Background: End-of-life (EOL) care has been shown to be more intensive for blood cancers compared to solid tumors (e.g. Hui, Cancer, 2014); however, data are sparse regarding predictors of intensive care unit (ICU) use in the last 30 days of life and hospice enrollment among patients with specific hematologic malignancies. Moreover, little is known about EOL care specifically for the myelodysplastic syndromes (MDS), which are distinguished among the blood cancers by their relative indolence in many patients and high rate of transfusion dependence.

Methods: We conducted a retrospective analysis using the Surveillance Epidemiology and End Results (SEER)-Medicare database. Patients ≥ 65 years of age who had a primary diagnosis of MDS between 2006 and 2011, lived for at least 30 days after their diagnosis, and died prior to December 31, 2012 were eligible for inclusion. Outcomes were two well-established quality measures for EOL care in oncology (Earle, JCO, 2003; Keating, Cancer, 2010): ICU admission within the last 30 days of life (an indicator of poor quality), and enrollment in hospice for any length of time (an indicator of good quality). After determining their overall prevalence, we fit multivariable logistic regression models to investigate sociodemographic and clinical associations (see table) with each outcome.

Results: A total of 6,955 MDS patients were eligible. Overall, 28% were admitted to the ICU in the last month of life, and 49% had enrolled in hospice. In multivariable analyses, transfusion-dependent patients were more likely to be admitted to the ICU and less likely to enroll in hospice (both p<0.001). There was no significant association with marital status or time from diagnosis to death for either outcome. Patients who died in later years had a higher prevalence of ICU admissions (p=0.05) and were more likely to enroll in hospice (p<0.001). Additional multivariable associations are shown below.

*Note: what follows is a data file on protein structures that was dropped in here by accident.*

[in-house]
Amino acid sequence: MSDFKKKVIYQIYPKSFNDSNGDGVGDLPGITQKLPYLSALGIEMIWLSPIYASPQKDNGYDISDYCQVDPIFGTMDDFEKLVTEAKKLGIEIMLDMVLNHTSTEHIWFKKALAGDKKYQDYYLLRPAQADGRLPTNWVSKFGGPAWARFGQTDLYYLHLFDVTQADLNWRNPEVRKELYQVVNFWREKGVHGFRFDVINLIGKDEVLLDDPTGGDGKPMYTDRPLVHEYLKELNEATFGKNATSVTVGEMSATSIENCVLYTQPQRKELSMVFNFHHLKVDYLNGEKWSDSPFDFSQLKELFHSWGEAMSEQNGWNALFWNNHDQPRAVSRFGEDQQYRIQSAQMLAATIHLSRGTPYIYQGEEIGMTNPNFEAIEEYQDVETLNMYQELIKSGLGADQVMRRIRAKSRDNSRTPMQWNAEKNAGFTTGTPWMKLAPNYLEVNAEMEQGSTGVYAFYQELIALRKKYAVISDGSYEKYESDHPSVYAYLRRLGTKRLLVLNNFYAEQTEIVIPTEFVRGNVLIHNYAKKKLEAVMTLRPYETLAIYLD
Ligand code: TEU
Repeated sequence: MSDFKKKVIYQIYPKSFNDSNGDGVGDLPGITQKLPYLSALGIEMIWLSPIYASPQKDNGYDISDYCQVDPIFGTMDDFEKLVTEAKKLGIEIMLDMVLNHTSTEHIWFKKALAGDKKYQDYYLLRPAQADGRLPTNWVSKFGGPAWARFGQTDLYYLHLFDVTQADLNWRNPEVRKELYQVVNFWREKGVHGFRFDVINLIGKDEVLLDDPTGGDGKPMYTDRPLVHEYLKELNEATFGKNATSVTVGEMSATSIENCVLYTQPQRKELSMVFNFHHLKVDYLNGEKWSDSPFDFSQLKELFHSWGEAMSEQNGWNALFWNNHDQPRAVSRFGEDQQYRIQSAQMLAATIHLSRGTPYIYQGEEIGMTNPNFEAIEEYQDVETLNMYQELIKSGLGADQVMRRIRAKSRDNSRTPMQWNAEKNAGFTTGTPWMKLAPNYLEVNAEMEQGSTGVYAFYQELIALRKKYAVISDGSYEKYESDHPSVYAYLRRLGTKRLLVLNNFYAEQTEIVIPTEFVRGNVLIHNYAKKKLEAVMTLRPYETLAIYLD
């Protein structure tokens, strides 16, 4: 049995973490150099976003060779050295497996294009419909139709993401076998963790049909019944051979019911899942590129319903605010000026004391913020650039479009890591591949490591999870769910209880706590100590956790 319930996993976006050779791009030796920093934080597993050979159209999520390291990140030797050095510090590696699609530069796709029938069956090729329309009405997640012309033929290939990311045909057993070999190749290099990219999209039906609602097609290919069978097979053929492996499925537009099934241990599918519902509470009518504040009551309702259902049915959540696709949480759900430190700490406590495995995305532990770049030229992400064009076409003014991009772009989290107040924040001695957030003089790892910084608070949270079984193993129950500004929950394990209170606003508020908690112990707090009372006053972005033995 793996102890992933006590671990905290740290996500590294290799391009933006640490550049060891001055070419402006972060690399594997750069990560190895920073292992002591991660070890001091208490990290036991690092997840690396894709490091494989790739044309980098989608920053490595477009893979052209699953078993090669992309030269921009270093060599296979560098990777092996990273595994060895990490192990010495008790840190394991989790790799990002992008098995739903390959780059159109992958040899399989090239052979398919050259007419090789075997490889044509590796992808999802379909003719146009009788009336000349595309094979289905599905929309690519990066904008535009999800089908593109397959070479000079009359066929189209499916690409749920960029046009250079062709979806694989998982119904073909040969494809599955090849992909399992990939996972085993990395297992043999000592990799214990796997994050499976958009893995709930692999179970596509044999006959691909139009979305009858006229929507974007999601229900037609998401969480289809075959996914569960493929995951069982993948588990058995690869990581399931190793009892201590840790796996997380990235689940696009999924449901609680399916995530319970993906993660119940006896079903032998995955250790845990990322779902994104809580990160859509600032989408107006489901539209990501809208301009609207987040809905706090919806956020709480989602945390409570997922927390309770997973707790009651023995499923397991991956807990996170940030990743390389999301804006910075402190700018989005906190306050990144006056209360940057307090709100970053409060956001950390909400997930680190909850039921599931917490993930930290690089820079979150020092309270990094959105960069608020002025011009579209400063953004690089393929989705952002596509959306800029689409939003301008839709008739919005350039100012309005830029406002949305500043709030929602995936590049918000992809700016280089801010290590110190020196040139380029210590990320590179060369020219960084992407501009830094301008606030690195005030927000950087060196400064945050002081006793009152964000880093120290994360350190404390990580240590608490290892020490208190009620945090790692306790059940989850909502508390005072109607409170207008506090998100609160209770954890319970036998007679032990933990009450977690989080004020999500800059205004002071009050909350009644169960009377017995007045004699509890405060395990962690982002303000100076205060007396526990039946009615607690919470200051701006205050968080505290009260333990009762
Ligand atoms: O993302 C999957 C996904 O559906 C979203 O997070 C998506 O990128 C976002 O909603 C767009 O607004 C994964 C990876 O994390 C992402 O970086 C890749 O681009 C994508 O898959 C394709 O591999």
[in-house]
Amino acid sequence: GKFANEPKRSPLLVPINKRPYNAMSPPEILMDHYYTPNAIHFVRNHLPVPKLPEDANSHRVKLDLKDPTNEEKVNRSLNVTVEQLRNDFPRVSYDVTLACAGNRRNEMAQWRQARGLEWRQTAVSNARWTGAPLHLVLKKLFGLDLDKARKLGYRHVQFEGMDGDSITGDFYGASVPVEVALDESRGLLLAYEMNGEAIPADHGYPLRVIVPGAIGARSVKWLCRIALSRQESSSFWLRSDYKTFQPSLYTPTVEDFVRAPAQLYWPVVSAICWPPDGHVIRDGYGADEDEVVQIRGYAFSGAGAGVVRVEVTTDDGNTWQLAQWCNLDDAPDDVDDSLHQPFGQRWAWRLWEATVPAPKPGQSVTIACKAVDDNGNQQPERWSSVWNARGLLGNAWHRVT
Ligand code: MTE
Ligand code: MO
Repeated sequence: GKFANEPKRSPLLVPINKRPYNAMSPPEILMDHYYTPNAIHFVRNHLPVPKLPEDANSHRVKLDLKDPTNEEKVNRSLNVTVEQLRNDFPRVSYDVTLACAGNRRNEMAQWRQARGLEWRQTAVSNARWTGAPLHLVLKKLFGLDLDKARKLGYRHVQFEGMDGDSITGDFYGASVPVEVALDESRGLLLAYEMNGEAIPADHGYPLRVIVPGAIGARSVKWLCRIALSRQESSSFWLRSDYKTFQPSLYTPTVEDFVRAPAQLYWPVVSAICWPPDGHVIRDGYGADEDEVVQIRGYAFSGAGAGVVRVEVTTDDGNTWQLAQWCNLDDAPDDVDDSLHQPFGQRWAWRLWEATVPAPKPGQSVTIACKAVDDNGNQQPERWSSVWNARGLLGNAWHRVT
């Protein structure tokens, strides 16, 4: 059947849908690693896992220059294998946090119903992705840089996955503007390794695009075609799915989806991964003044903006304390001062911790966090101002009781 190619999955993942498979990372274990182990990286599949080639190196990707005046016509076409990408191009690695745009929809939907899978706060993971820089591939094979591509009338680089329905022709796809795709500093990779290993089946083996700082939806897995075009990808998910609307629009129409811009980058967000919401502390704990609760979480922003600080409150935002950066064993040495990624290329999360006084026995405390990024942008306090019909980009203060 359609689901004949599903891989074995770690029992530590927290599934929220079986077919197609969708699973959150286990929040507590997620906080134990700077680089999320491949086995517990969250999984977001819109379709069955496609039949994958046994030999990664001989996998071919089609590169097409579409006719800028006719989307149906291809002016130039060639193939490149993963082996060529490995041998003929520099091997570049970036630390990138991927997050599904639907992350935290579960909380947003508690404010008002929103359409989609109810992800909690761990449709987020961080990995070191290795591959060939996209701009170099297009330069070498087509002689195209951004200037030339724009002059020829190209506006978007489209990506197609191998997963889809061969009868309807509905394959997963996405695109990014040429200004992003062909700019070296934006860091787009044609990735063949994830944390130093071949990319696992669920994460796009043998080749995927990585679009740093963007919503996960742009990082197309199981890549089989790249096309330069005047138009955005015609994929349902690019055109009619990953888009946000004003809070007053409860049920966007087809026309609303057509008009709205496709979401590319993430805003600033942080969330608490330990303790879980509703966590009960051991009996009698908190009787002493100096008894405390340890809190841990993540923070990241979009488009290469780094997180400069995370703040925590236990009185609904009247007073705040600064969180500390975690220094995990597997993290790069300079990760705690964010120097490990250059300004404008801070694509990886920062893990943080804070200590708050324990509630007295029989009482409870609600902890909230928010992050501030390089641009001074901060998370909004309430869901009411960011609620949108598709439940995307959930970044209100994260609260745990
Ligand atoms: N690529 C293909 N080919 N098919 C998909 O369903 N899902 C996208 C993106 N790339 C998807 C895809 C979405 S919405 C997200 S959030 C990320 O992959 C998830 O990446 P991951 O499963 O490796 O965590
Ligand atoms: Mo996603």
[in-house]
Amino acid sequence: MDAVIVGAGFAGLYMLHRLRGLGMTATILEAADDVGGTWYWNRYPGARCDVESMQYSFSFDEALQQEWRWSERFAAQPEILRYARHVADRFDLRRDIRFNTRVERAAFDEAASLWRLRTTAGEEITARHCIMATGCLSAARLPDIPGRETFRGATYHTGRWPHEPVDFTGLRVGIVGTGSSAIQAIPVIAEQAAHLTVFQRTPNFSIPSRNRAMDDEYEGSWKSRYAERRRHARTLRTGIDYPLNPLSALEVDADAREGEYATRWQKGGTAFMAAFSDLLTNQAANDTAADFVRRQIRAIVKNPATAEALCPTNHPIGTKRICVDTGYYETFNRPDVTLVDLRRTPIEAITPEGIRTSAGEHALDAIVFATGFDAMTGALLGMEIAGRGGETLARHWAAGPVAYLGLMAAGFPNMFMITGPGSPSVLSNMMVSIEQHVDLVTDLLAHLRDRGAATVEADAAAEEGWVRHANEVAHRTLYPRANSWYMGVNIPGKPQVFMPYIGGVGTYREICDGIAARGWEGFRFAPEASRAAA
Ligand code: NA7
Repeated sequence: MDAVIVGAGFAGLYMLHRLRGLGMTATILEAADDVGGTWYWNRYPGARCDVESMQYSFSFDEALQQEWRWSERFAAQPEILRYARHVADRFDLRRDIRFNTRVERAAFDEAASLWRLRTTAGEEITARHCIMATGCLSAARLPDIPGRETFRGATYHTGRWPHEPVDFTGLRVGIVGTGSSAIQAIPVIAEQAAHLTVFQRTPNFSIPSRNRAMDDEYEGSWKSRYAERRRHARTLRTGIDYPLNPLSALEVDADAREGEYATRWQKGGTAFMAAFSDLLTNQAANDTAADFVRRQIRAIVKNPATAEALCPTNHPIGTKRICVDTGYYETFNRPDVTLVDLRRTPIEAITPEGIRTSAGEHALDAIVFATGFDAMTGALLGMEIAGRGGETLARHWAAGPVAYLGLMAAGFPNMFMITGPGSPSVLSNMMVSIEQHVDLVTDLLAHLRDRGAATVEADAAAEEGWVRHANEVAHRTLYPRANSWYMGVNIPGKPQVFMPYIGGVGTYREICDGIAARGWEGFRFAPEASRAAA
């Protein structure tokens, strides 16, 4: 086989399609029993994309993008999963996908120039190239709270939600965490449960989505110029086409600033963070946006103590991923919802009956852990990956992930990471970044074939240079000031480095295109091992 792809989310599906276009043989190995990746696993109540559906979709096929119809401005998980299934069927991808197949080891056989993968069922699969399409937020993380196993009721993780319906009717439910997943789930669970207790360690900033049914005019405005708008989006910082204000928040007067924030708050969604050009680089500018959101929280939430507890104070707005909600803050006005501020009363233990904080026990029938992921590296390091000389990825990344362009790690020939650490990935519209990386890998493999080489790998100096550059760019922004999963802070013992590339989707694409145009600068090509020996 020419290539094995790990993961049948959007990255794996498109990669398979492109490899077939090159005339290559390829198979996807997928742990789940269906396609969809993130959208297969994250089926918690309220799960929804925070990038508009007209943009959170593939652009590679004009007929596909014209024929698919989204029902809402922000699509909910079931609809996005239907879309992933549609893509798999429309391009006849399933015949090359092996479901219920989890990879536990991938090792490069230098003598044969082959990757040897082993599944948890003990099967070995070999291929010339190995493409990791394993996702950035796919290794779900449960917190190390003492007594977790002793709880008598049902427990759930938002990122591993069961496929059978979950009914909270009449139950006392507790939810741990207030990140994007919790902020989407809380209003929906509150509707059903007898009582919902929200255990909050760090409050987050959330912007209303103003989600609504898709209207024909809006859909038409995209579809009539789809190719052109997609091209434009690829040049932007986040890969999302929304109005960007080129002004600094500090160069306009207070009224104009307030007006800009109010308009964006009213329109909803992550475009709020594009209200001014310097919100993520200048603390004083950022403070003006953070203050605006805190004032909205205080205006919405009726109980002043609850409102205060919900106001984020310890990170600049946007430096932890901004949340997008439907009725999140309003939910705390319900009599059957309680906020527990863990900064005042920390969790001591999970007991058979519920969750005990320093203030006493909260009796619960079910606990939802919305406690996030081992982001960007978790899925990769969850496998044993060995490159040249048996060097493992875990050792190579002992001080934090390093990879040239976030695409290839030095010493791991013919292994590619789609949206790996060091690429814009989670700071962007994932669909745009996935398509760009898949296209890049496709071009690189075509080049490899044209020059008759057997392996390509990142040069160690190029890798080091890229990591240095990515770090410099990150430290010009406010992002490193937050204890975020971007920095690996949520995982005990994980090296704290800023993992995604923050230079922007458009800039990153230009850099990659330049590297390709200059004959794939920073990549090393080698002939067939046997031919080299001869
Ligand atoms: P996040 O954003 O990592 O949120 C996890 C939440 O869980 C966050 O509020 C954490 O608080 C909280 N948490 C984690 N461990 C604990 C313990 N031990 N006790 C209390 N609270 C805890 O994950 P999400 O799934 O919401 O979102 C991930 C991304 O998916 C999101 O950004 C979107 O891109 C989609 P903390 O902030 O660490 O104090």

*Adjusted for all variables listed as well as marital status and time from diagnosis to death

Conclusions: Only about half of the MDS patients in our cohort were enrolled in hospice; however, the odds of enrollment increased over time. Interestingly, the odds of ICU admission within the last 30 days of life also increased over time, a trend that has been seen in solid tumors (e.g. Wright, JCO, 2014). As bone marrow failure in MDS can lead to reversible sepsis and the need for temporary blood pressure support, it is difficult to determine if this trend truly represents a worsening in quality of EOL care. Finally, our finding that transfusion-dependent MDS patients were less likely to receive hospice suggests that one reason for suboptimal enrollment is that the current hospice model-which largely disallows transfusions-is not meeting the specific palliative needs of this population.


Gore:Celgene: Consultancy, Honoraria, Research Funding. Davidoff:Celgene: Consultancy, Research Funding. Steensma:Incyte: Consultancy; Amgen: Consultancy; Celgene: Consultancy; Onconova: Consultancy.

Author notes


Asterisk with author names denotes non-ASH members.

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